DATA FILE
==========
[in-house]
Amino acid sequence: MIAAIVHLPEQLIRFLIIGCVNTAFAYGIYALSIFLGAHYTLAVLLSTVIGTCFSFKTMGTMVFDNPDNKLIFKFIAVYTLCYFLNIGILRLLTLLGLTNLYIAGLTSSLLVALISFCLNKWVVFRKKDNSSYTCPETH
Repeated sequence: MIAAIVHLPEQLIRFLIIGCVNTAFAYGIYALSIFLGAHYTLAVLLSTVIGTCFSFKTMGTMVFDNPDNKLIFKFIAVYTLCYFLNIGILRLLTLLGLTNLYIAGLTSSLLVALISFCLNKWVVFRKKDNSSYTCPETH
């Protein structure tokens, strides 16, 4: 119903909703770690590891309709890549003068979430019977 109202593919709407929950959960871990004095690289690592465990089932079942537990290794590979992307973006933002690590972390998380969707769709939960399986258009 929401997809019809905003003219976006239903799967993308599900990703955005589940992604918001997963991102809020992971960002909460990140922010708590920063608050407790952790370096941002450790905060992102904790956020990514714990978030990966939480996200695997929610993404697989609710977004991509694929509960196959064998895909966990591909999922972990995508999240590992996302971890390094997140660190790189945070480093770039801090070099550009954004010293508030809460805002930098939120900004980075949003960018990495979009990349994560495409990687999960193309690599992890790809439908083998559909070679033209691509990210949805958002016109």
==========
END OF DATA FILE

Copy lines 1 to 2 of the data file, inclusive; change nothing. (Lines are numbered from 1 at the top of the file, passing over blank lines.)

[in-house]
Amino acid sequence: MIAAIVHLPEQLIRFLIIGCVNTAFAYGIYALSIFLGAHYTLAVLLSTVIGTCFSFKTMGTMVFDNPDNKLIFKFIAVYTLCYFLNIGILRLLTLLGLTNLYIAGLTSSLLVALISFCLNKWVVFRKKDNSSYTCPETH